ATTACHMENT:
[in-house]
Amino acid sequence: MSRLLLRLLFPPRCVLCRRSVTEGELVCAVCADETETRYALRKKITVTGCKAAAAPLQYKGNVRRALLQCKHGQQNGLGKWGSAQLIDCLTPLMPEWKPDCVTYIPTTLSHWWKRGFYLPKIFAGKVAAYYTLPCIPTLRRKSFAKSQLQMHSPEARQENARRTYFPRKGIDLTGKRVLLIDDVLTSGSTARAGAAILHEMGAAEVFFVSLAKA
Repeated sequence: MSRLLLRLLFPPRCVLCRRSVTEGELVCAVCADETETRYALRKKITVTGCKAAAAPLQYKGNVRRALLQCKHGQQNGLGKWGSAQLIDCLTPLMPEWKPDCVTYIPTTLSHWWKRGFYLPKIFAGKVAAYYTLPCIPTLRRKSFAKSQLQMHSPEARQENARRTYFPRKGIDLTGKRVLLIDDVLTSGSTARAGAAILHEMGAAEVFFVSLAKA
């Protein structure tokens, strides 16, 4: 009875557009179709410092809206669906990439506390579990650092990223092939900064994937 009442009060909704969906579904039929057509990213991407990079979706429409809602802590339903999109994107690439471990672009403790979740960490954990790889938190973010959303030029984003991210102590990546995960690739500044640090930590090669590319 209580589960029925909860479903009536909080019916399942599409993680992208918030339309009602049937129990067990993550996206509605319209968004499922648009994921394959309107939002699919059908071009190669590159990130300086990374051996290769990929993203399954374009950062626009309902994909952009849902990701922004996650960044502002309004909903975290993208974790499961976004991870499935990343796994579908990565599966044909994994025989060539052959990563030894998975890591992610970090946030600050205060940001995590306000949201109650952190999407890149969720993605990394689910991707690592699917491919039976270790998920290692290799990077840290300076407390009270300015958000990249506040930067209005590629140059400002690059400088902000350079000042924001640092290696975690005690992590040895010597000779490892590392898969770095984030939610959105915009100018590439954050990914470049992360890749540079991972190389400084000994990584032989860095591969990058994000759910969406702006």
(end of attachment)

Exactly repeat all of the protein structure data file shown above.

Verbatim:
[in-house]
Amino acid sequence: MSRLLLRLLFPPRCVLCRRSVTEGELVCAVCADETETRYALRKKITVTGCKAAAAPLQYKGNVRRALLQCKHGQQNGLGKWGSAQLIDCLTPLMPEWKPDCVTYIPTTLSHWWKRGFYLPKIFAGKVAAYYTLPCIPTLRRKSFAKSQLQMHSPEARQENARRTYFPRKGIDLTGKRVLLIDDVLTSGSTARAGAAILHEMGAAEVFFVSLAKA
Repeated sequence: MSRLLLRLLFPPRCVLCRRSVTEGELVCAVCADETETRYALRKKITVTGCKAAAAPLQYKGNVRRALLQCKHGQQNGLGKWGSAQLIDCLTPLMPEWKPDCVTYIPTTLSHWWKRGFYLPKIFAGKVAAYYTLPCIPTLRRKSFAKSQLQMHSPEARQENARRTYFPRKGIDLTGKRVLLIDDVLTSGSTARAGAAILHEMGAAEVFFVSLAKA
């Protein structure tokens, strides 16, 4: 009875557009179709410092809206669906990439506390579990650092990223092939900064994937 009442009060909704969906579904039929057509990213991407990079979706429409809602802590339903999109994107690439471990672009403790979740960490954990790889938190973010959303030029984003991210102590990546995960690739500044640090930590090669590319 209580589960029925909860479903009536909080019916399942599409993680992208918030339309009602049937129990067990993550996206509605319209968004499922648009994921394959309107939002699919059908071009190669590159990130300086990374051996290769990929993203399954374009950062626009309902994909952009849902990701922004996650960044502002309004909903975290993208974790499961976004991870499935990343796994579908990565599966044909994994025989060539052959990563030894998975890591992610970090946030600050205060940001995590306000949201109650952190999407890149969720993605990394689910991707690592699917491919039976270790998920290692290799990077840290300076407390009270300015958000990249506040930067209005590629140059400002690059400088902000350079000042924001640092290696975690005690992590040895010597000779490892590392898969770095984030939610959105915009100018590439954050990914470049992360890749540079991972190389400084000994990584032989860095591969990058994000759910969406702006």